NADER: Yeah, that's true. But remember, not many important cases from a progressive point of view ever reach the Supreme Court. They're thrown out for lack of standing, they're called political questions, they don't make it past the appellate level. And the Supreme Court takes fewer cases now than ever before. They used to take 150-160 cases. They're down to about 70-75 cases. So we don't have a chance for a lot of progressive issues to be put up before the Supreme Court. Like trying to reverse the wild First Amendment rights that have been given to corporations, that have blocked a lot of consumer organized power.For example, there was a regulation, California required Pacific Gas and Electric to put an insert in the electric bill inviting customers to form, join their own nonprofit consumer action group challenging the gas and electric on rate making, on environment, on service. And the California Supreme Court upheld it. It went to the Supreme Court with [inaud.] dissenting, and the 6-3 vote, or 5-3 vote, one member recused himself, they ruled that requiring Pacific Gas and Electric--mind you, a monopoly, a legal monopoly, to put an insert at no expense to itself inviting its customers to band together into a collective voice of advocacy, violated--check this--violated Pacific Gas and Electric's First Amendment right to remain silent and not rebut the insert's contents.That's the most egregious expansion of corporate personhood, and that's what we mean when progressives say that the Supreme Court is dominated by corporatists. Citizens United was just an example.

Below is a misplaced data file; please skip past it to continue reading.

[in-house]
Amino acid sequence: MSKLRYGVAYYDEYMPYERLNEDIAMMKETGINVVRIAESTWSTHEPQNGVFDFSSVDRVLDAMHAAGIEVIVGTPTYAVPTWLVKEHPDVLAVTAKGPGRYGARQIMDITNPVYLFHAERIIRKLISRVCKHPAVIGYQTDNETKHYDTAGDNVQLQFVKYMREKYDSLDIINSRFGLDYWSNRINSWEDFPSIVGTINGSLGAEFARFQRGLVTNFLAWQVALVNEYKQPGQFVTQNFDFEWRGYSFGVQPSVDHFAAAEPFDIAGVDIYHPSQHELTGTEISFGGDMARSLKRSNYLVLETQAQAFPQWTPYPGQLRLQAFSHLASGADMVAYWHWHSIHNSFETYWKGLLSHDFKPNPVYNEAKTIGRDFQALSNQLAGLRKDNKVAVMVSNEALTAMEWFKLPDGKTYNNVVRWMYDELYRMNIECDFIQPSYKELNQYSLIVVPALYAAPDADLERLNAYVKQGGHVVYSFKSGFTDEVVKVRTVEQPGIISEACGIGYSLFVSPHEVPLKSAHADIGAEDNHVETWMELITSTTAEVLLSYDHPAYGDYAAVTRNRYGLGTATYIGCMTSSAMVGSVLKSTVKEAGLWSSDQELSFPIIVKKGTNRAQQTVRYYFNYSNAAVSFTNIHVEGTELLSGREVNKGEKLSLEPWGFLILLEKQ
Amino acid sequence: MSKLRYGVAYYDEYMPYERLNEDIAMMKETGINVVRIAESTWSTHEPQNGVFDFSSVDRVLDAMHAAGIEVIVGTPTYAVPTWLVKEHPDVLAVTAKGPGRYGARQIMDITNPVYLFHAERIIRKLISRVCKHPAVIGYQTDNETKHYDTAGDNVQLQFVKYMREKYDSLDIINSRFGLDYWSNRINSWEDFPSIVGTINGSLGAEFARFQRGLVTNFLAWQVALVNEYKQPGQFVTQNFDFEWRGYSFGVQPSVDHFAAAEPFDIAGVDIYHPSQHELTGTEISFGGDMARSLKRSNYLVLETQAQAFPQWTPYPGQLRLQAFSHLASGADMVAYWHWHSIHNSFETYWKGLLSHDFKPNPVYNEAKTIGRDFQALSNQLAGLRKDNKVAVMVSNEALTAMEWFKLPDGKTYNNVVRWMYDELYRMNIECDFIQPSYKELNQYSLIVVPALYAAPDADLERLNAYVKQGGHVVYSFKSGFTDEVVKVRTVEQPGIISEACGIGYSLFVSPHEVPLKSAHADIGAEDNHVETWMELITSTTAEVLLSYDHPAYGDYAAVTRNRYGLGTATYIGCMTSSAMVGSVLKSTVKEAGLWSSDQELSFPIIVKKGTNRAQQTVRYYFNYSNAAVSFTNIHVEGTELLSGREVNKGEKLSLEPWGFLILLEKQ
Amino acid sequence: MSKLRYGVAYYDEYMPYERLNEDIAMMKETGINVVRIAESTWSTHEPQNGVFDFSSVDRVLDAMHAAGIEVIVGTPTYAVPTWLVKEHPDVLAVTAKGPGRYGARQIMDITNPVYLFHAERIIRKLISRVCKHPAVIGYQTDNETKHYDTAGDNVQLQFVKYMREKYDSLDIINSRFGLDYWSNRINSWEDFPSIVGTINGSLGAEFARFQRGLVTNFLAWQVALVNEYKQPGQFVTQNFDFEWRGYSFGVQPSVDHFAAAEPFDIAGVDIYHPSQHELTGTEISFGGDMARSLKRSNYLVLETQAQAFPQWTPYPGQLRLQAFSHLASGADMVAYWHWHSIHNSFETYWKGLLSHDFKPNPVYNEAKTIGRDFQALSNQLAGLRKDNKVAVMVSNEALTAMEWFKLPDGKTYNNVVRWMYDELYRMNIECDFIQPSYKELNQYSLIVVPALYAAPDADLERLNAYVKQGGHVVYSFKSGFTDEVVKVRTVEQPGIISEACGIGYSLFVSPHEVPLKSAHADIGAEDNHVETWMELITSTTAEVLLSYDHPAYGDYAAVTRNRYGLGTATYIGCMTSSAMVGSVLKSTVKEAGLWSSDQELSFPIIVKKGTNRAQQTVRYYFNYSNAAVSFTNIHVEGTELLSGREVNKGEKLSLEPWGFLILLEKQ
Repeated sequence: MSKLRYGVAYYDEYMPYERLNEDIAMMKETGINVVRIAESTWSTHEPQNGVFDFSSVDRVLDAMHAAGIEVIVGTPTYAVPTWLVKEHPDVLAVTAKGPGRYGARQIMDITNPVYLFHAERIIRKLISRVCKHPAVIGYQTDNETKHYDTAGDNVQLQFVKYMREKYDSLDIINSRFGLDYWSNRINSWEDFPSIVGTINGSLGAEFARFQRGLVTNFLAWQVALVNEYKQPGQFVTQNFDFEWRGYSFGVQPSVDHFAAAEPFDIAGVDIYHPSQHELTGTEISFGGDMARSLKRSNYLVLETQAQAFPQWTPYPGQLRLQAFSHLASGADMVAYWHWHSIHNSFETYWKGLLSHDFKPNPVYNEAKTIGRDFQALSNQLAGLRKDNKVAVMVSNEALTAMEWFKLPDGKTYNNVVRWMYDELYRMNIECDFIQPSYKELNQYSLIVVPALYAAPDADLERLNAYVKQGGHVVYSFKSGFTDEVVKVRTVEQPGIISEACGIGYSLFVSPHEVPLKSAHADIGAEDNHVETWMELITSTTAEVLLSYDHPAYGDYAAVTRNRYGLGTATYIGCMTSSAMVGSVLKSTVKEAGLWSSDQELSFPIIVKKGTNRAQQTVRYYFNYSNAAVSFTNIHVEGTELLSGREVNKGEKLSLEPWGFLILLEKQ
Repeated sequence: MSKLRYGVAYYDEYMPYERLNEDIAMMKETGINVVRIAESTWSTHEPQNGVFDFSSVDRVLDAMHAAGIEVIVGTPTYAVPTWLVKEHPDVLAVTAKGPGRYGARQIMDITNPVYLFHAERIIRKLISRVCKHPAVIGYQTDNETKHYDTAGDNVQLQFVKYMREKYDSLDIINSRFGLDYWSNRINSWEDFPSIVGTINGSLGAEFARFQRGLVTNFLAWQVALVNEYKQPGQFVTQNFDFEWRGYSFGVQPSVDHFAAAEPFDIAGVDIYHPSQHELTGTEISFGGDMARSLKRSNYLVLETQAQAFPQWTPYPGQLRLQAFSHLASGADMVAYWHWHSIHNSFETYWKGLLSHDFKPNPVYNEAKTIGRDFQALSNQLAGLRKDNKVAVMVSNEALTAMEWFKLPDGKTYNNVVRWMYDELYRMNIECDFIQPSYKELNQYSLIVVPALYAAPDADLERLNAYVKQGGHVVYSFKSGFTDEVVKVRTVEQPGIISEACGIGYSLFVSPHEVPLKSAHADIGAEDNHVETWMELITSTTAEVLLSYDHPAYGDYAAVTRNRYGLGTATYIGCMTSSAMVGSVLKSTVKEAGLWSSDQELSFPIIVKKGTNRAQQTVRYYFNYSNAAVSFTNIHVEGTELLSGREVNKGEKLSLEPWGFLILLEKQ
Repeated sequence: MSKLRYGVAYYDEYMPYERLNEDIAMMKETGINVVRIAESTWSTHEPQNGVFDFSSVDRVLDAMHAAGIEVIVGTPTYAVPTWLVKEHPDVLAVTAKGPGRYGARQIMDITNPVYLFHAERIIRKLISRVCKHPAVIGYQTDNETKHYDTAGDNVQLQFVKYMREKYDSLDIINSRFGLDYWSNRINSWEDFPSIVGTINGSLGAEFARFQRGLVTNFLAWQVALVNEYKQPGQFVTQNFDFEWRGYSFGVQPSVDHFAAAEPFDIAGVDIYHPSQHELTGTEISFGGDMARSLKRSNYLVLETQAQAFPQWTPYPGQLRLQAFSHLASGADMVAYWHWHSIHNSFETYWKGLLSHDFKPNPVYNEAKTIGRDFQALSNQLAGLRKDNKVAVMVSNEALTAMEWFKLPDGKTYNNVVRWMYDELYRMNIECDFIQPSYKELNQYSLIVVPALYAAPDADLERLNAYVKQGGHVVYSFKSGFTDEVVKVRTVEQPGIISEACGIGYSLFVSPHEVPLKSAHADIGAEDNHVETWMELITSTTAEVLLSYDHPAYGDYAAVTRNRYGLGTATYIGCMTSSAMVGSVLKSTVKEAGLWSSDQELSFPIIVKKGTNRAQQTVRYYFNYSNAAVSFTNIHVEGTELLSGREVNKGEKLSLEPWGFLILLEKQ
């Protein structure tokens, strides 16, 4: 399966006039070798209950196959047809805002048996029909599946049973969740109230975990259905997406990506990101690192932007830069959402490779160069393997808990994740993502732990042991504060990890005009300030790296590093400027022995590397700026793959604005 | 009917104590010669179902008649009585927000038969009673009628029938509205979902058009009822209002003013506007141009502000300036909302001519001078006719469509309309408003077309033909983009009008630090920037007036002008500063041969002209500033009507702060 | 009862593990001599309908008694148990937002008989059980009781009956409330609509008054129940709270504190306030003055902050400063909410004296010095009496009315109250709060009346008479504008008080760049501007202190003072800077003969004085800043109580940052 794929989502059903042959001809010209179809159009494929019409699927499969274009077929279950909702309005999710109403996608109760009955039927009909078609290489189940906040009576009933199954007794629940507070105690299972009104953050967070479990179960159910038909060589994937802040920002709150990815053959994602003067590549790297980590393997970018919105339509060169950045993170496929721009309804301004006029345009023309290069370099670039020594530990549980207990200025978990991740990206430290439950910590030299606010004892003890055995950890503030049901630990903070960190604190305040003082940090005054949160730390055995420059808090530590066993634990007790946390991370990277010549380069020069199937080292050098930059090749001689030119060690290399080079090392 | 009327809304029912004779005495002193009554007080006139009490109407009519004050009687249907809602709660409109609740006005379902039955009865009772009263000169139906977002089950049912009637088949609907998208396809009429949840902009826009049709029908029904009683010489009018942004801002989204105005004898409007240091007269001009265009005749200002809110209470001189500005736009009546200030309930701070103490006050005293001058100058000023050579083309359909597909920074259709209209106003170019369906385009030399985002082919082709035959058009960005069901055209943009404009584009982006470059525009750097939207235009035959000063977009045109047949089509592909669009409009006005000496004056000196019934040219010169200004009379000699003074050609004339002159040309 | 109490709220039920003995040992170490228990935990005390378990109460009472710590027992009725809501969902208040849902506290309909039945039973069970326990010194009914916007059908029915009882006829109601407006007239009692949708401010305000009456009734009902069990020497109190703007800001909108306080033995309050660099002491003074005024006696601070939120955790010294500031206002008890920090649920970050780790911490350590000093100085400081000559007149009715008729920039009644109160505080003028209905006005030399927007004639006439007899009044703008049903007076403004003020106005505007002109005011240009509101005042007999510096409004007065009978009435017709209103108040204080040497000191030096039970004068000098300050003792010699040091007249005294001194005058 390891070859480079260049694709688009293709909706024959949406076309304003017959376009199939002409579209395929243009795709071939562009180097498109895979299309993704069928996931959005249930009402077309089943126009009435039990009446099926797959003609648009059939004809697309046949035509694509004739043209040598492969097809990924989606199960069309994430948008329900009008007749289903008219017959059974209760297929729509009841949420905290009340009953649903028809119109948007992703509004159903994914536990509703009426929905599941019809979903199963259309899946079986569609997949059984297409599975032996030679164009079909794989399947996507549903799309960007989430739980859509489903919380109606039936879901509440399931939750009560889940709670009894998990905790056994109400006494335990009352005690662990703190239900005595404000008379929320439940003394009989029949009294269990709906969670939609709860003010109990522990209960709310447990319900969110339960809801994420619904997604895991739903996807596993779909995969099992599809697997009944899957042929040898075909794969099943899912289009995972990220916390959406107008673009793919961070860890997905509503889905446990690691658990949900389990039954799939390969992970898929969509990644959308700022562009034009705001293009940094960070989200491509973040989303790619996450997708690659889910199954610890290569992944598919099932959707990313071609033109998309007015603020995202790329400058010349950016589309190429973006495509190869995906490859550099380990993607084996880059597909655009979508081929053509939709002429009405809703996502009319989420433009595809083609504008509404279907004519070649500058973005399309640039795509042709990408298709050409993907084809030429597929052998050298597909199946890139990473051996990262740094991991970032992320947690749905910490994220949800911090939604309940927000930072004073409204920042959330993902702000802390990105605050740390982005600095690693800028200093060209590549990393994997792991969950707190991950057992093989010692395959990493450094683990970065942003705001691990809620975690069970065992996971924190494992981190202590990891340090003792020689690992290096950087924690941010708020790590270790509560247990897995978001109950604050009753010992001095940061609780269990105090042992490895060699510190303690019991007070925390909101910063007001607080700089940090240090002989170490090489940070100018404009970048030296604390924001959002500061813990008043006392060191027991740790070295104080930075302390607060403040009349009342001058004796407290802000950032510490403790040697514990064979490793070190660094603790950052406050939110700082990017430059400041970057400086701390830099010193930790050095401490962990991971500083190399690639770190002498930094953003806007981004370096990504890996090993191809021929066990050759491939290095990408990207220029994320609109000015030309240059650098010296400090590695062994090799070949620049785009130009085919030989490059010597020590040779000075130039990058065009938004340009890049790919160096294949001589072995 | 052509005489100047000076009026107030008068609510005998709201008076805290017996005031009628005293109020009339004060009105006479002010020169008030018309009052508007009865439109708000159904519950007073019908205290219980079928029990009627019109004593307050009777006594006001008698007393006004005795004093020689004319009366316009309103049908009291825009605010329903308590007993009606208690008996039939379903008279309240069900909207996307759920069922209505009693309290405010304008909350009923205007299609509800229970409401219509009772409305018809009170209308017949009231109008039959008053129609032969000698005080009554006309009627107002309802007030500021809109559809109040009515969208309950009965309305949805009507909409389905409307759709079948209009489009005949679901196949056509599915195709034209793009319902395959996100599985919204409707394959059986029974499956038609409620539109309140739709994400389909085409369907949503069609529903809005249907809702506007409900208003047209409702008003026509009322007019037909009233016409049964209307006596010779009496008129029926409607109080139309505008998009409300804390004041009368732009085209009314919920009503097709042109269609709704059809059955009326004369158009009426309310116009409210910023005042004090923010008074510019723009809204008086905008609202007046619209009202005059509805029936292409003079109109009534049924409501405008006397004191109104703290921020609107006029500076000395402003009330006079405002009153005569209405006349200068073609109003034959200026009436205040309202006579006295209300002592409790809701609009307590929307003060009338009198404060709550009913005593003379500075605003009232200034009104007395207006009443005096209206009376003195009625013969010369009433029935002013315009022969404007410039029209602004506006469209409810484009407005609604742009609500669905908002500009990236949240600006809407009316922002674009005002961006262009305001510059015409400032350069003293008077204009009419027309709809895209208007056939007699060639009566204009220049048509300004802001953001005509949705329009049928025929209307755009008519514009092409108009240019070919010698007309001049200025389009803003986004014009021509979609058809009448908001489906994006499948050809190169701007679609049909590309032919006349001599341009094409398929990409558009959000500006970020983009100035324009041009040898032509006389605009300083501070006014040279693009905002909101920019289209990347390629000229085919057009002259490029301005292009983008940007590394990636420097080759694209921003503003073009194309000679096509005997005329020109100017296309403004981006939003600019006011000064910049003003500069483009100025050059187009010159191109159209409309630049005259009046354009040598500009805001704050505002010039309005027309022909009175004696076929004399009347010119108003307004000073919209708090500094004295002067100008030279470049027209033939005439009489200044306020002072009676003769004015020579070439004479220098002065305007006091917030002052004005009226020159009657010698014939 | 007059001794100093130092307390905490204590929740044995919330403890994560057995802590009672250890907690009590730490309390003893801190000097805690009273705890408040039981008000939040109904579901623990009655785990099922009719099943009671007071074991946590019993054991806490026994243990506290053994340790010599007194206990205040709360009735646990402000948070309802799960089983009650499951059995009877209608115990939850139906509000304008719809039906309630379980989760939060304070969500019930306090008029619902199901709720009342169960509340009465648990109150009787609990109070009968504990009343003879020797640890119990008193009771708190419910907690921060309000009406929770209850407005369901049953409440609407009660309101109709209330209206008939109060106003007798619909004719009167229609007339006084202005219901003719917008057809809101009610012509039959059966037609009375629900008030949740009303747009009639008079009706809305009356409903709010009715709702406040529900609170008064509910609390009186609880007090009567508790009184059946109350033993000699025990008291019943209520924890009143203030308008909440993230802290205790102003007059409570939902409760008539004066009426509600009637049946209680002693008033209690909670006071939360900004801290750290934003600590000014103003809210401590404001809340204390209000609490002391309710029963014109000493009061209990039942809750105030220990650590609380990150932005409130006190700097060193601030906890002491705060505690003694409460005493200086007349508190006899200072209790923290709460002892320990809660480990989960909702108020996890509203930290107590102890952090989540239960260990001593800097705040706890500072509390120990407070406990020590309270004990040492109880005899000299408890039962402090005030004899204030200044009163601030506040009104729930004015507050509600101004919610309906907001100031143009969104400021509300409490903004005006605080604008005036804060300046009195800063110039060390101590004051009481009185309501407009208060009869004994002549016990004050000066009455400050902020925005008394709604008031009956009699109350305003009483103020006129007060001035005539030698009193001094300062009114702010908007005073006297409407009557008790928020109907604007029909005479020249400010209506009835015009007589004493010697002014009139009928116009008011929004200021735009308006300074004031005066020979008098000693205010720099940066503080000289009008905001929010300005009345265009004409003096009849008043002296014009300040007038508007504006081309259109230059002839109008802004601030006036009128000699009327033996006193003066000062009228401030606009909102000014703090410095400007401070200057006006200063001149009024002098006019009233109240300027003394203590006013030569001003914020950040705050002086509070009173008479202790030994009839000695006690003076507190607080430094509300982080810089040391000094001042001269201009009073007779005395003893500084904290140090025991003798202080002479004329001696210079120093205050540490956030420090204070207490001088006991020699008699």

JAY: Now, the liberals on the court voted against Citizens United. Is there a possibility that an Obama appointment could reverse such things?

NADER: Yes. A very real possibility. Because that was the law of the land until Citizens United, it was a prior well-regarded Supreme Court decision that the corporatists overruled in order to install Citizens United. Corporations were not allowed to directly give money to political campaigns for over 100 years. And that's what was reversed. So it's an easy decision to re-reverse and go back to the prior controlling Supreme Court decision. And I think that could be done.But you know, in the Senate, Paul, in the last three-four decades, the Republicans just have been more aggressive, and more demanding, and more outrageous in blocking or pushing through Supreme Court nominations than the Democrats. You know, early on under Nixon, the Democrats stop Judge Carswell from being confirmed. Then they stop Nixon's appointment of Judge Haynsworth, and then they got Justice [Blackburn], who's a pretty good justice, nominated by Nixon.Now, look what happened recently. Scalia was confirmed 98-nothing. I went up to Capitol Hill, went into Kennedy and other progressive Democrats' office, can't you at least dissent?